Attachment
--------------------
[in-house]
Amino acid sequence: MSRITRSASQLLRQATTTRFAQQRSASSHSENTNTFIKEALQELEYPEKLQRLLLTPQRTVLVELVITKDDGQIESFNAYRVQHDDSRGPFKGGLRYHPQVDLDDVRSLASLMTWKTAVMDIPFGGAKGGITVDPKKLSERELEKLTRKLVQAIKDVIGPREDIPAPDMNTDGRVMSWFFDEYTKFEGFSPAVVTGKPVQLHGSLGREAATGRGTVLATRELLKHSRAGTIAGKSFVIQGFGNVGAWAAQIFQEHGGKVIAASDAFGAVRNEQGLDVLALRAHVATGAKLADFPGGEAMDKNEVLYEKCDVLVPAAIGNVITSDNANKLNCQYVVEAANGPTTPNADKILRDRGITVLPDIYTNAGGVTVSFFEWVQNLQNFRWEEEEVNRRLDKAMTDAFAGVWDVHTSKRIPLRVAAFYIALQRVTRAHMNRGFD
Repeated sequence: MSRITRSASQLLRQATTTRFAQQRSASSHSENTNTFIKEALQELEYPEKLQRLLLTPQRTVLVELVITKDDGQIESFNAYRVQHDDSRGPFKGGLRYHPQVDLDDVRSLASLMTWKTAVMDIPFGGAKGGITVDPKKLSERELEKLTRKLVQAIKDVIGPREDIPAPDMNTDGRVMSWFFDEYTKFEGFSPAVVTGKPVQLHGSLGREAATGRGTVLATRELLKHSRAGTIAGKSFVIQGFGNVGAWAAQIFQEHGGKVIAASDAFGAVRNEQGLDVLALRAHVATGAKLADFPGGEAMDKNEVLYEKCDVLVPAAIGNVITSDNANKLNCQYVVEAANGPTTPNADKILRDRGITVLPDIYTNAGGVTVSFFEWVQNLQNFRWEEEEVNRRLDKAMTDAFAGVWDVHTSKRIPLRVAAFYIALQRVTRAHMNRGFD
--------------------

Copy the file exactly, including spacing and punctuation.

[in-house]
Amino acid sequence: MSRITRSASQLLRQATTTRFAQQRSASSHSENTNTFIKEALQELEYPEKLQRLLLTPQRTVLVELVITKDDGQIESFNAYRVQHDDSRGPFKGGLRYHPQVDLDDVRSLASLMTWKTAVMDIPFGGAKGGITVDPKKLSERELEKLTRKLVQAIKDVIGPREDIPAPDMNTDGRVMSWFFDEYTKFEGFSPAVVTGKPVQLHGSLGREAATGRGTVLATRELLKHSRAGTIAGKSFVIQGFGNVGAWAAQIFQEHGGKVIAASDAFGAVRNEQGLDVLALRAHVATGAKLADFPGGEAMDKNEVLYEKCDVLVPAAIGNVITSDNANKLNCQYVVEAANGPTTPNADKILRDRGITVLPDIYTNAGGVTVSFFEWVQNLQNFRWEEEEVNRRLDKAMTDAFAGVWDVHTSKRIPLRVAAFYIALQRVTRAHMNRGFD
Repeated sequence: MSRITRSASQLLRQATTTRFAQQRSASSHSENTNTFIKEALQELEYPEKLQRLLLTPQRTVLVELVITKDDGQIESFNAYRVQHDDSRGPFKGGLRYHPQVDLDDVRSLASLMTWKTAVMDIPFGGAKGGITVDPKKLSERELEKLTRKLVQAIKDVIGPREDIPAPDMNTDGRVMSWFFDEYTKFEGFSPAVVTGKPVQLHGSLGREAATGRGTVLATRELLKHSRAGTIAGKSFVIQGFGNVGAWAAQIFQEHGGKVIAASDAFGAVRNEQGLDVLALRAHVATGAKLADFPGGEAMDKNEVLYEKCDVLVPAAIGNVITSDNANKLNCQYVVEAANGPTTPNADKILRDRGITVLPDIYTNAGGVTVSFFEWVQNLQNFRWEEEEVNRRLDKAMTDAFAGVWDVHTSKRIPLRVAAFYIALQRVTRAHMNRGFD